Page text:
Now, therefore, I do recommend and assign Thursday, the 26th day of November next, to be devoted by the people of these States to the service of that great and glorious Being who is the beneficent author of all the good that was, that is, or that will be; that we may then all unite in rendering unto Him our sincere and humble thanks for His kind care and protection of the people of this country previous to their becoming a nation; for the signal and manifold mercies and the favorable interpositions of His providence in the course and conclusion of the late war; for the great degree of tranquility, union, and plenty which we have since enjoyed; for the peaceable and rational manner in which we have been enable to establish constitutions of government for our safety and happiness, and particularly the national one now lately instituted for the civil and religious liberty with which we are blessed, and the means we have of acquiring and diffusing useful knowledge; and, in general, for all the great and various favors which He has been pleased to confer upon us;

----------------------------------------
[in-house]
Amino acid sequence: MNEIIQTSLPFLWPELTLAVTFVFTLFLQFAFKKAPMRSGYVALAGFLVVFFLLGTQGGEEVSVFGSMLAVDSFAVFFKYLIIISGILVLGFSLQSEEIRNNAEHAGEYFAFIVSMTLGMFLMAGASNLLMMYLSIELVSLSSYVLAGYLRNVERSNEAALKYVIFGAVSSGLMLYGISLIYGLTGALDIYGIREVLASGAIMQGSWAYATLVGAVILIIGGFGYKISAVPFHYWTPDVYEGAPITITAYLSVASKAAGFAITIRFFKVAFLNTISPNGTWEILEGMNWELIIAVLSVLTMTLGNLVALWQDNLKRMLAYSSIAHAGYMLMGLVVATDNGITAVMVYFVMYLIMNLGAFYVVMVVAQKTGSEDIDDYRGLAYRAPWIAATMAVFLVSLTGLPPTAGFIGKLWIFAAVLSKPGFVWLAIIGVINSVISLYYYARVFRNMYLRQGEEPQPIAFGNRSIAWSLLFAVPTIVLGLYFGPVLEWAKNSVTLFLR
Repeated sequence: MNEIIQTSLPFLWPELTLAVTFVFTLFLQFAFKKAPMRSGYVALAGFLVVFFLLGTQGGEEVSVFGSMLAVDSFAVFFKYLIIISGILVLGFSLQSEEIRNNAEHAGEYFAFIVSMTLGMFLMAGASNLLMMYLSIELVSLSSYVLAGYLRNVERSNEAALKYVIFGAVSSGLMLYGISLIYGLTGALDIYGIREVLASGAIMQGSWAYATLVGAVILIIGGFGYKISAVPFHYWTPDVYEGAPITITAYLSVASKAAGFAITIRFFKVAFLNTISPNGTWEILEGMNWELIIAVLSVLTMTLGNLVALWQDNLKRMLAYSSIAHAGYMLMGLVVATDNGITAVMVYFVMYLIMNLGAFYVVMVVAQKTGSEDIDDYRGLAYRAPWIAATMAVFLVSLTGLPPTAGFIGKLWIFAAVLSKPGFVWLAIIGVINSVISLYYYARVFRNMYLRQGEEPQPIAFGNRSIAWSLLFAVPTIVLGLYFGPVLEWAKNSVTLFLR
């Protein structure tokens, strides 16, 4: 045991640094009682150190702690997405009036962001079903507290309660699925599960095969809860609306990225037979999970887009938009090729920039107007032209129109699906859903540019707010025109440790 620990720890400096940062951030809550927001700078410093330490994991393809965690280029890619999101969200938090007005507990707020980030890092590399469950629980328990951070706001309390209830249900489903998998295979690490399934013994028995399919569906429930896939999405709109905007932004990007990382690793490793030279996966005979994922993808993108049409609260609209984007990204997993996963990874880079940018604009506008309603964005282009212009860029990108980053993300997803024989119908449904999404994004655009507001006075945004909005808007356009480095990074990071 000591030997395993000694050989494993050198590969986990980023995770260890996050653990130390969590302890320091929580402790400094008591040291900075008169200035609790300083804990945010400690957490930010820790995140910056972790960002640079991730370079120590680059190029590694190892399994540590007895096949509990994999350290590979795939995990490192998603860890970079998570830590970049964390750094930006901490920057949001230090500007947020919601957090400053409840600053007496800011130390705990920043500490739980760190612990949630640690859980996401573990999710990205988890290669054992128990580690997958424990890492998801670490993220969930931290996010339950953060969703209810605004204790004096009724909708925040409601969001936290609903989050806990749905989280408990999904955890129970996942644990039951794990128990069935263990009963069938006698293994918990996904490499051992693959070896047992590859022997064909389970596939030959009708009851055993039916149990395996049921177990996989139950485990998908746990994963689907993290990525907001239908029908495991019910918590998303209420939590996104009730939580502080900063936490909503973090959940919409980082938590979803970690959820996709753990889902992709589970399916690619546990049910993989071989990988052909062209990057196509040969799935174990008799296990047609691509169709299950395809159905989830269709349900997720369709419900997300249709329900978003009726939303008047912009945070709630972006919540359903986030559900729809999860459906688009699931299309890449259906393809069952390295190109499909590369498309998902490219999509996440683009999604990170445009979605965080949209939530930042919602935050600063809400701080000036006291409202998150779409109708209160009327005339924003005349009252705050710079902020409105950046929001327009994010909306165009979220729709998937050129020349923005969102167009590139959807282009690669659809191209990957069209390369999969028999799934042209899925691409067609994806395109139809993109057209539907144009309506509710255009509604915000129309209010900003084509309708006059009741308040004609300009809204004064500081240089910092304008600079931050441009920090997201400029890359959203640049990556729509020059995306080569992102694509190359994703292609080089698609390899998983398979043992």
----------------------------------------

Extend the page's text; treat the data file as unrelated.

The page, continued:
And also that we may then unite in most humbly offering our prayers and supplications to the great Lord and Ruler of Nations and beseech Him to pardon our national and other transgressions; to enable us all, whether in public or private stations, to perform our several and relative duties properly and punctually; to render our National Government a blessing to all the people by constantly being a Government of wise, just, and constitutional laws, discreetly and faithfully executed and obeyed; to protect and guide all sovereigns and nations (especially such as have shown kindness to us), and to bless them with good governments, peace, and concord; to promote the knowledge and practice of true religion and virtue, and the increase of science among them and us; and, generally to grant unto all mankind such a degree of temporal prosperity as He alone knows to be best.
 

Given under my hand, at the city of New York, the 3rd day of October, A.D. 1789.       – G. Washington